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[*] posted on 8-1-2018 at 06:18 PM


I don’t see anything unusual with the cost. Clearly, the quoted $100 million includes for more than just the rifle. In fact, the rifle itself is about the cheapest part of the system - a commander’s variant has about $13 000 worth of fruit hanging off it. The EF88 itself is actually cheaper than the F88SA2s that proceeded it.

For comparison, NZ are paying about $59 million for less than 9000 MARS-Ls.

I’m not convinced the HK-416 is necessarily seen as the way forward either. Our own special forces stopped using it and reverted back to M4 variants, and NZ bought a the direct-gas MARS-L rather than a gas piston rifle.
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[*] posted on 8-1-2018 at 07:19 PM


Quote:
[quote=4614&tid=37&author=Raven22]Hang on - so the Government conducts a program to buy new weaponry so successfully it garners no bad press


That is the point. It isn’t being sold as a project to acquire new weaponry, it’s an ‘upgrade’ yet that is exactly what it is. A replacement rifle.

We have seen other current Steyr users move away from that platform once open comparative testing has been conducted, yet Army insists, with nothing more than a ‘nudge, nudge, wink, wink - we know better’ as the evidence to show that we have acquired the best possible capability for our money.

Quote:
and this is somehow a bad thing? Am I to believe we should have run a long and complicated competition to tell us what we already know - all new 5.56mm weapons are more less as good as each other, and there’s not a great deal of point changing until someone bites the bullet and adopts a new round. Every other competition seems to get criticised for being slow and complicated rather than just picking something we know works, yet this program is criticised for doing just that.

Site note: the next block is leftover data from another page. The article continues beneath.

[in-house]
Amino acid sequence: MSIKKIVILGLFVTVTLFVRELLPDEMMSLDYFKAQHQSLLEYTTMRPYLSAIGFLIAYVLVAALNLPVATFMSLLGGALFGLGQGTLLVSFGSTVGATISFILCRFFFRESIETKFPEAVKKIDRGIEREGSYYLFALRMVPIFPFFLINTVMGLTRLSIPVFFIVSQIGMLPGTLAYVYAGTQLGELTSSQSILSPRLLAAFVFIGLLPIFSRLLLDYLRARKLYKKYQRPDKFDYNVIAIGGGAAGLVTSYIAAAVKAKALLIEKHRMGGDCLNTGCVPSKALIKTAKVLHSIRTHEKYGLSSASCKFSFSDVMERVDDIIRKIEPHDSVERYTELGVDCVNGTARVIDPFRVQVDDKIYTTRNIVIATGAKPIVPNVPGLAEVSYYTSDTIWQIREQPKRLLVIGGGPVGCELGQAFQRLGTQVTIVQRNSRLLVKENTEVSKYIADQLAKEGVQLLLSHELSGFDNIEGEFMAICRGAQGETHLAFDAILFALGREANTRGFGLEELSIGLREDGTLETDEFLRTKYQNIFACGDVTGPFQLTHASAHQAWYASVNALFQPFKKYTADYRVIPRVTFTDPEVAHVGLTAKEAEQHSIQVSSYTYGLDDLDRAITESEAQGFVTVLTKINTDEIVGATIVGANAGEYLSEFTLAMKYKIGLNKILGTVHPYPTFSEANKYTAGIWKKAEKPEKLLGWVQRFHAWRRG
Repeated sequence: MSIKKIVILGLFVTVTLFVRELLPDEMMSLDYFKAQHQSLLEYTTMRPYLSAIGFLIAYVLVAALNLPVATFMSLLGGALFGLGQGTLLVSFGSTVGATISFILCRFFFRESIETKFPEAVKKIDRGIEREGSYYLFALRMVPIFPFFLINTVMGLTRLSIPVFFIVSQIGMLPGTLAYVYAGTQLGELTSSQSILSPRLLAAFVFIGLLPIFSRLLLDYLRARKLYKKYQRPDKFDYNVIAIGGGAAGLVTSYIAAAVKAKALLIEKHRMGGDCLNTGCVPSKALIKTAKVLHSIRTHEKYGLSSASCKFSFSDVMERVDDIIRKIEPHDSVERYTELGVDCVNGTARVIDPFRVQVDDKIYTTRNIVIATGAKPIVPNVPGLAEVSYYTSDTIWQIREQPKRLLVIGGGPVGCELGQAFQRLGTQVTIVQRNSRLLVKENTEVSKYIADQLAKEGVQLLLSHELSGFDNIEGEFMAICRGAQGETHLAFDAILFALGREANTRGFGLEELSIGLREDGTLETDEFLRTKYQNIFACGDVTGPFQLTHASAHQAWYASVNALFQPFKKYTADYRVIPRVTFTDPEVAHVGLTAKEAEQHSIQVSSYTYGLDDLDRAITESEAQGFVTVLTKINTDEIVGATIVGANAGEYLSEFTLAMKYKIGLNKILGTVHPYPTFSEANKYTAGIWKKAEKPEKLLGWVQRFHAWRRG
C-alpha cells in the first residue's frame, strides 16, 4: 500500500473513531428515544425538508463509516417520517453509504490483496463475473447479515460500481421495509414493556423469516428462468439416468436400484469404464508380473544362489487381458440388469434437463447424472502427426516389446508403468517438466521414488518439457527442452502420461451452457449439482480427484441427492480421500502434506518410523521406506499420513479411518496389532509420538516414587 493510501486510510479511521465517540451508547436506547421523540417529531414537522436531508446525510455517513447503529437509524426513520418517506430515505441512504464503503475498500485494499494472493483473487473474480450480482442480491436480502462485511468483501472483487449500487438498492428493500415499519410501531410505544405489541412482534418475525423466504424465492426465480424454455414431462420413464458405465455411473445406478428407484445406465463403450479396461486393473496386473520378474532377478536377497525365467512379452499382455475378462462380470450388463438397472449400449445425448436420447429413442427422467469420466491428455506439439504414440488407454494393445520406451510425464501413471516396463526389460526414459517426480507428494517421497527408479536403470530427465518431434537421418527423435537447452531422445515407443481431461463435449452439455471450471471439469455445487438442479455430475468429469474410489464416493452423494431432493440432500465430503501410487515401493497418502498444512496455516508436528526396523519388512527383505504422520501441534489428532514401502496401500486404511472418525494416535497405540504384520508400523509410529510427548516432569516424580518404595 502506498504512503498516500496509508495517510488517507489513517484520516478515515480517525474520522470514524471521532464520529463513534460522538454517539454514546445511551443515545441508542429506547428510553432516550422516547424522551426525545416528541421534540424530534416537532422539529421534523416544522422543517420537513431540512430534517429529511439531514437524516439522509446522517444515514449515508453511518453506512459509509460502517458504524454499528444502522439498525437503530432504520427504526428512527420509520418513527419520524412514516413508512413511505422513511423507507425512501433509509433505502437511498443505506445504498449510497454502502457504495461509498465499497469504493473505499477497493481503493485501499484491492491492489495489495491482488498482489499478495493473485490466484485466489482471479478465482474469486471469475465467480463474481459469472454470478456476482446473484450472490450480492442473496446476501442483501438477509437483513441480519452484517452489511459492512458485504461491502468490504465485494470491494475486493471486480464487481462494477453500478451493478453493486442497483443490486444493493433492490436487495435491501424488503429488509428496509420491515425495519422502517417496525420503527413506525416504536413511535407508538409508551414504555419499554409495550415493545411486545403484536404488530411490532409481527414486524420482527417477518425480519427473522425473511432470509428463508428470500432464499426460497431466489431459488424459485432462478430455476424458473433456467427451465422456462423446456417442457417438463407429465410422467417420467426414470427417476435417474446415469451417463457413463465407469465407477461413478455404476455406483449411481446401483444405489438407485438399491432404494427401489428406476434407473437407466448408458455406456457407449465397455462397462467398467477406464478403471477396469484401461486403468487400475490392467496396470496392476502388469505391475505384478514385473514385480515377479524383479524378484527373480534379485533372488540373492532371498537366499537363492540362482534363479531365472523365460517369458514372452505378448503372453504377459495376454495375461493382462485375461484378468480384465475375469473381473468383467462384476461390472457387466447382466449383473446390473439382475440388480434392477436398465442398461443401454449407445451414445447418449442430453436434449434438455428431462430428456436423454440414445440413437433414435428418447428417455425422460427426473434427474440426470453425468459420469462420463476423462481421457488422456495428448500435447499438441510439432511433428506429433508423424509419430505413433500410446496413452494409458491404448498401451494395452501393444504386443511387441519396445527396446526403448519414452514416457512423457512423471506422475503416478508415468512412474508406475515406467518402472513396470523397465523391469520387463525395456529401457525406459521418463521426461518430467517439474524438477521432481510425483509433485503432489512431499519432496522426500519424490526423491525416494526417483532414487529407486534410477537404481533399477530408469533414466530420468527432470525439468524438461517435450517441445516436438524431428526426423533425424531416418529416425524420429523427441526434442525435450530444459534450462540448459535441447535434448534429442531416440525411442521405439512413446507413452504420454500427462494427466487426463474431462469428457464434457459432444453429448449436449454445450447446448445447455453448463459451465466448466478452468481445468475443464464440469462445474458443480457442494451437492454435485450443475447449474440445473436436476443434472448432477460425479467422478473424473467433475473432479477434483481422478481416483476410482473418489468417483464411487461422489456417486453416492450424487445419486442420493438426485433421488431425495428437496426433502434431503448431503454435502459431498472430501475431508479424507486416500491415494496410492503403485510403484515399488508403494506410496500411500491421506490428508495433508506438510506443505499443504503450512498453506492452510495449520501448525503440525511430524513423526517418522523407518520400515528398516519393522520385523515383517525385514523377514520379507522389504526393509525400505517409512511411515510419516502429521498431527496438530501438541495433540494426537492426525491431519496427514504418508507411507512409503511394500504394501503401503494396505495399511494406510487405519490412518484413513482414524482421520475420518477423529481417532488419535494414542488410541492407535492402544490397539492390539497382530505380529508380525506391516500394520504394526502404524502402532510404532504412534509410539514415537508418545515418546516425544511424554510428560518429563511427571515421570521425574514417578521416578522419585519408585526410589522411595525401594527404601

Really? How does Army know that ‘all’ 5.56mm weapons are more or less as good as each other? What testing have they done? Sure, M4 is in-service with SOCOMD-A so there is obvious corporate knowledge on that weapon, but what other relevant experience does Army have on ‘modern’ 5.56mm rifle capability? None. That is why you test isn’t it? The exact same reason why they tested extensively on the Steyr when it was originally purchased, despite the fact that Army had long had 5.56mm weapons experience with the M16A1 series of rifles.

Quote:
Or, am I lead to believe that the army should adopt the M4, a weapon the US has been trying unsuccessfully to replace for the last decade and a half, and received such poor feedback in combat after the last 15 years?


Who said anything about the M4? I myself only suggested that Army should be required to conduct a comparison among other weapons systems when it intends to spend hundreds of millions of dollars on our primary weapon system for our soldiers, rather than just giving the contract to the local contractor for domestic political reasons.

Quote:
The EF88 is as good as any other weapon out there. Others may prefer a weapon with a difference balance of capabilities, but a competition is not going to find any alternatives that are objectively better.